It’s a common story, whānau believe being Queer is sinful/wrong, they struggle between their concern and love for their kid, and the fear they hold for their young person’s eternal salvation. The journey may vary, but the result is too often the same. Instead of receiving love, care and support they are turned out onto the streets.

Most Christian leaders would want to distance themselves from these situations. Many would rightly condemn the idea that any young person should be made homeless due to their sexual orientation or gender identity, and though they might hold a traditional Christian perspective on the matter of queer inclusion and liberation in the church, they would want to affirm that all people should be treated with Love and respect.

With Christian leaders taking such a position it would seem reasonable than to place the blame upon the individual families in these situations. And yet, in most situations (I’ve witnessed) the whānau are genuinely trying to navigate a situation their theology, and worldview hasn’t given them the tools to process.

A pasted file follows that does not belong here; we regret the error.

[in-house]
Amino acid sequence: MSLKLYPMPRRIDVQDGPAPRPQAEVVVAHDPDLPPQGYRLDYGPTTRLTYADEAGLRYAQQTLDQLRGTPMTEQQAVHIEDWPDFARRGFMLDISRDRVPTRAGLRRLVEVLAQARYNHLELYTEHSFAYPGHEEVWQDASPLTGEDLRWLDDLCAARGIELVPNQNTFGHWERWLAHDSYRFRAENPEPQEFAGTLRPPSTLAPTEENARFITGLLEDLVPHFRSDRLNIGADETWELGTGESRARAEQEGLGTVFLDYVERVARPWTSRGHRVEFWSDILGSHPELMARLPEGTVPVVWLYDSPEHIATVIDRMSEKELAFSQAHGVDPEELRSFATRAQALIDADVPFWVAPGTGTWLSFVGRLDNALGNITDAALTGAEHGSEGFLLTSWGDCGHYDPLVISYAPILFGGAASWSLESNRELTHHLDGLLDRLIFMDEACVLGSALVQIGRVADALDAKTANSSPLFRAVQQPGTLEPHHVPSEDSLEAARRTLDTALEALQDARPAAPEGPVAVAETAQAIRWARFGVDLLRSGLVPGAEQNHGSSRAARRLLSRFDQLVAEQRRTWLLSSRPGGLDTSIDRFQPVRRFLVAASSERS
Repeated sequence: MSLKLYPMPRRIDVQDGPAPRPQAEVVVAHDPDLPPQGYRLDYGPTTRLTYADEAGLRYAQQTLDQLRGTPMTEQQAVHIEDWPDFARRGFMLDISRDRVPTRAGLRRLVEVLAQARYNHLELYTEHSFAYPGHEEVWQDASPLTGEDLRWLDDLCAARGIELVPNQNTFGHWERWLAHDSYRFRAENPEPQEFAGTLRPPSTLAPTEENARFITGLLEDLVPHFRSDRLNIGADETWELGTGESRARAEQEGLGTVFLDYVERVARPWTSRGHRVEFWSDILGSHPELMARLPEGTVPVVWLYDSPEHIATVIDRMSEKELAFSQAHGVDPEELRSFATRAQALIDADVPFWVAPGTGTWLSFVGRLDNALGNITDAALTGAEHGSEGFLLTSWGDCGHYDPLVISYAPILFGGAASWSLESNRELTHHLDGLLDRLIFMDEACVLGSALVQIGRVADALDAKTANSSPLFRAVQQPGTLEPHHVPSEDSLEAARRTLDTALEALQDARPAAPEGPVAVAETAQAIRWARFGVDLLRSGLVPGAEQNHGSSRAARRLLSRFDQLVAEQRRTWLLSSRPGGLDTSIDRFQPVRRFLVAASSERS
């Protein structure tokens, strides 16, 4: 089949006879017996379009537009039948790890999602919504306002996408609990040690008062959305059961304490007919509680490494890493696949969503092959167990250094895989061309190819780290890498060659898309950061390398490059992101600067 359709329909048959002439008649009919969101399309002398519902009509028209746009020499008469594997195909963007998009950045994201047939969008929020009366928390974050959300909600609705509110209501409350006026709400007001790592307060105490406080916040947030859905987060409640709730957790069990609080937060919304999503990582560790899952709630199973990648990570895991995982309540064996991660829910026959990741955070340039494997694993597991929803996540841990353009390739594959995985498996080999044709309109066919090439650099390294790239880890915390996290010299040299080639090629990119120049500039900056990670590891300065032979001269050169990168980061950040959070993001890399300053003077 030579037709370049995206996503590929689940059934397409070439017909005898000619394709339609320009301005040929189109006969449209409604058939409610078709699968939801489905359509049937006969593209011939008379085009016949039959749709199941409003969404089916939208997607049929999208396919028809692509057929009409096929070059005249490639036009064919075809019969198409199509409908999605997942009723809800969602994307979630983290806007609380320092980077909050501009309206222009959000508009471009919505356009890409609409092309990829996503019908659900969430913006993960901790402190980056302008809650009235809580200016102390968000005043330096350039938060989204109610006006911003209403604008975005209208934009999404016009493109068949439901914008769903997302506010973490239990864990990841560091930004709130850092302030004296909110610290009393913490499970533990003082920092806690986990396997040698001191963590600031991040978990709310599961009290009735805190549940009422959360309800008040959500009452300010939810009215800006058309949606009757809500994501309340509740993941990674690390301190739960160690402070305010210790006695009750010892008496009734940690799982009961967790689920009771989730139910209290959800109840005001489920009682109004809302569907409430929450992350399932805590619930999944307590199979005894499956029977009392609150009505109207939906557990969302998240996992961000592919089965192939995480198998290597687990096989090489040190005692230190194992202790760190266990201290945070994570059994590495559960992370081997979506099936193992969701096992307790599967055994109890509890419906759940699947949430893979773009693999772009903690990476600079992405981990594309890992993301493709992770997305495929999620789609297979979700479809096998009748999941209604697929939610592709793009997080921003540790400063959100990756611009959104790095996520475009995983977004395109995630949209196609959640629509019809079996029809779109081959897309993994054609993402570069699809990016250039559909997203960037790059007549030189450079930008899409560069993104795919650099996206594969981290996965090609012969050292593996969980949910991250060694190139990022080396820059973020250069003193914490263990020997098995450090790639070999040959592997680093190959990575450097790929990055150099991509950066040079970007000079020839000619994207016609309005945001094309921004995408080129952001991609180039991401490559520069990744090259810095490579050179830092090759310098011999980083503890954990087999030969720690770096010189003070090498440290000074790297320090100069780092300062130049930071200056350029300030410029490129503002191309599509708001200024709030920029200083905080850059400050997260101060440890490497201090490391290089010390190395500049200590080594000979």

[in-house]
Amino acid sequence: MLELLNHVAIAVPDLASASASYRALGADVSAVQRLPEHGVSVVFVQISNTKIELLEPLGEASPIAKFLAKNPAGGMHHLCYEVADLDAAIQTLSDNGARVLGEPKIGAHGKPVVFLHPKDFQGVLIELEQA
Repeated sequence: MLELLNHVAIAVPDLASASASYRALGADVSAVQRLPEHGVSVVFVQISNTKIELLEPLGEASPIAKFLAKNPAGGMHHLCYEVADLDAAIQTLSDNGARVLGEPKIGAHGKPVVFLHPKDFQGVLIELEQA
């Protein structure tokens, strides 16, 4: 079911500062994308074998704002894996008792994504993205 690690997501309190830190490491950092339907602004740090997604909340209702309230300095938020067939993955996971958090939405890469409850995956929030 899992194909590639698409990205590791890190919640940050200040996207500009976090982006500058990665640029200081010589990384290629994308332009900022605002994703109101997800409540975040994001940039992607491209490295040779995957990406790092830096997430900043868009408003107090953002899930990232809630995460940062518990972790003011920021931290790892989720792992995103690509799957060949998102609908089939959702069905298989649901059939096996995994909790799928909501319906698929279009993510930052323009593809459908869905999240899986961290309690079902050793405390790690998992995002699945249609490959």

It’s not as easy, or in most cases even truthful, to say these families are just homophobic or transphobic and hate their kids. Most would affirm wholeheartedly that they Love their children, that they want the best for them, and yet love for them means thinking about their life in eternity. And within the theology and faith they have inherited they fear the eternal wellbeing and salvation of their kids.

The decision to turn their child over to the streets, to make a young person homeless, is one that comes with the hope that in doing so that young person will realize that they have sinned and be saved. They fear that allowing them to remain “under their roof” would risk condoning “behaviour” that would lead them to being condemned to eternal torment in the fires of hell.